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Nimoy Sunset Pie

Nimoy Sunset Pie

I would like, very, very much, to understand the train of thought that terminated with this.

Posted in Ephemera May 24th, 2010 by Chip
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You’ll Just Read it for the Article

CatsuitChris Sims, of Chris’s Invicible Super-Blog fame, has done a piece for the SyFy Channel’s SciFiWire site. It’s a scholarly retrospective of five decades of skintight catsuits in SF.

As he puts it:

It’s meant to be a comprehensive, chronological overview of the skin-tight outfits and what it means about our society that we’ve spent 50 years saying that’s what women are going to wear in the utopian/dystopian/video-gamey future. Which is a fancy way of saying “hey, go look at these pictures of pretty girls and enjoy my jokes about America’s most beloved astrophysicist.”

It’s all very refined and highbrow.

Posted in Movies & TV May 21st, 2010 by Chip
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Trivia Thursday

  1. In this Lois McMaster Bujold novel, Cordelia Naismith and Aral Vorkosigan were once enemies in an interstellar war. Now a fragile peace has been established and they’re a married couple expecting their first child. Name it!
  2. Arthur C. Clarke was awarded a Marconi International Fellowship in 1982 for inventing what concept?
  3. What was the title of Frank Herbert’s first book?
  4. This gender-bending story by Gwyneth Jones concerns a reporter who is contacted by an apparently female alien. Although they look human, their thought patterns are radically different.
  5. In this 1980’s sci-fi movie, the monster, which replicates the cell structure of anything it devours, is defeated when a scientist feeds it his own cancerous liver.
  6. Who are famous for being the third-worst poets in the galaxy?
  7. Isaac Asimov wrote a novelization of Harry Kleiner’s screenplay which was so well-received by SF fans that many think the screenplay was based on the novel instead of the reverse. Name the film that spawned the book.
  8. The basis for two SF horror movies, John W. Campbell’s tale of a shape-changing alien attacking an Antarctic research station epitomizes the strengths of American pulp fiction. Name it!
  9. In Larry Niven’s Ringworld, what character has “all the luck in the world?”
  10. This movie (and later novel by Orson Scott Card) is about a nuclear-missile-armed US submarine crashing at the edge of the Cayman Trough and the crew of an experimental, submersible drilling rig who are asked to help rescue any survivors.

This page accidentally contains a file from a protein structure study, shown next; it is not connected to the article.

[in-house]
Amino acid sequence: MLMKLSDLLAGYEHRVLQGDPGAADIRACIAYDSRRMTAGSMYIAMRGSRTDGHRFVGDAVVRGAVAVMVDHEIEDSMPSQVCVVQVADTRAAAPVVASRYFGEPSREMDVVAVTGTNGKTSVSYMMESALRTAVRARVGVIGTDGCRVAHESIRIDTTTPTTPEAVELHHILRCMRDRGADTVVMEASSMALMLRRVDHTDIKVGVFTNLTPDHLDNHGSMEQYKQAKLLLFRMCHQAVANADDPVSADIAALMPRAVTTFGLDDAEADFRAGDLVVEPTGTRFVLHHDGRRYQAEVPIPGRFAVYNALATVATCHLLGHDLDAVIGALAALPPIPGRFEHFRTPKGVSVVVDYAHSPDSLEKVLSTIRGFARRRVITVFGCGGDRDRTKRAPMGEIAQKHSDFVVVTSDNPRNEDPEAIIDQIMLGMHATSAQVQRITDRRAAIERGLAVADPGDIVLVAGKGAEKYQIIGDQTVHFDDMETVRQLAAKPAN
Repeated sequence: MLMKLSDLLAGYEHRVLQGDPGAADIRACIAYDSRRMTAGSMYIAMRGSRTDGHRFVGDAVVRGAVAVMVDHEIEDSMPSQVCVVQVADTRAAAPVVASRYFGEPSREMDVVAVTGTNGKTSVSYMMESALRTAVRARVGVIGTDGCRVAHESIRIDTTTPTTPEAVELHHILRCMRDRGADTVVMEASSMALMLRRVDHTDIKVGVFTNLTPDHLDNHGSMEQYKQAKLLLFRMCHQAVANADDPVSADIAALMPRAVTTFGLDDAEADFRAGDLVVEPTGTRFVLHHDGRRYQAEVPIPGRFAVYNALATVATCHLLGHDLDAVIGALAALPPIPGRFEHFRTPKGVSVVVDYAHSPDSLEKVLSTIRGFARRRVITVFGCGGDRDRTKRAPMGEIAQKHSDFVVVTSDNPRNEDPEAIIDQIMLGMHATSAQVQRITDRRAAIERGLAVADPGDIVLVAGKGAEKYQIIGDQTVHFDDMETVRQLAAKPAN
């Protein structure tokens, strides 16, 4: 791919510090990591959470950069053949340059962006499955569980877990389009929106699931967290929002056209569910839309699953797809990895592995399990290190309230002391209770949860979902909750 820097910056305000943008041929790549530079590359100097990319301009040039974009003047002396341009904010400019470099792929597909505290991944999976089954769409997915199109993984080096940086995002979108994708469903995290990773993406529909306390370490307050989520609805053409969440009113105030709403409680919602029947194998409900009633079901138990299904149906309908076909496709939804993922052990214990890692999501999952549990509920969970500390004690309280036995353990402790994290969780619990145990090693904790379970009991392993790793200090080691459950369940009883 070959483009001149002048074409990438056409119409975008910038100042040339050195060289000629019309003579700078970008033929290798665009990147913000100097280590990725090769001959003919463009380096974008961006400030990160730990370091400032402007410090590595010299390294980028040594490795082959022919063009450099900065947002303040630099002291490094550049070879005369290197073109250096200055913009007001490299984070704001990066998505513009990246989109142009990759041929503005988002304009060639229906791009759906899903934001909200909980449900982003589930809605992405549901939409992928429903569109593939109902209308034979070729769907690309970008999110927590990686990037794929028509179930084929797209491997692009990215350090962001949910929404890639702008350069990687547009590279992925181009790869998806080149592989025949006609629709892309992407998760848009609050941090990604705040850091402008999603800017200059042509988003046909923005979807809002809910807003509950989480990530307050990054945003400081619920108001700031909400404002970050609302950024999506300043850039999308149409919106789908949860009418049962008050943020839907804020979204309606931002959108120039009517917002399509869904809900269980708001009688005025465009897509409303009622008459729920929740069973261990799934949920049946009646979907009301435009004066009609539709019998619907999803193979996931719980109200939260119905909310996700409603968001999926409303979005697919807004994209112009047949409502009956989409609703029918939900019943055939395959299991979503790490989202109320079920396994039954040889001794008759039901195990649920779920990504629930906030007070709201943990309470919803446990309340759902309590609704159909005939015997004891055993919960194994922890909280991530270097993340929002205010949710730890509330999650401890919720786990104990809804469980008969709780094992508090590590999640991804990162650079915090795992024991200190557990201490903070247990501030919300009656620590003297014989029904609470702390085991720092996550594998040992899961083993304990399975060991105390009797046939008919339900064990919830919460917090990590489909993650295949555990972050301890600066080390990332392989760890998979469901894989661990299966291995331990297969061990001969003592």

(Answers below the fold)

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Posted in Ephemera May 20th, 2010 by Chip
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“Empire” Sketchbook

WampaThis month marks 30 years since the release of The Empire Strikes Back,* and artist Dave Lowe is celebrating by producing from-memory sketches of some of the characters and critters from the movie.

I’m not going for movie accurate versions here, nor any intentional “re-imagining”. I’m just gonna have fun drawing and see what spills out in the sketchbook. Not to sound too arty, but they’ll be nerdy impressionistic interpretations. To challenge myself, I’m not using any reference at all. Not even taking a quick glace up at my action figure shelves.

It’s fun to see what he’s been coming up with, and to read his self-critiques on how well the sketches match up with the real (so to speak) characters.


*Why yes, I do feel old.

Posted in Movies & TV May 19th, 2010 by Chip
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A Real Electric Monk

An “I-Fairy” robot presided at a wedding ceremony in Tokyo last Sunday. The groom is a professor of robotics and the bride is an employee at Sanrio’s humanoid robotics division (although a BoingBoing commenter had a more plausible theory).

The little robot’s normal job is to conduct people around museums, but Sanrio reprogrammed it for the occasion. It is, according to Sanrio, the world’s first robot-officiated wedding.

Posted in News, Science May 18th, 2010 by Chip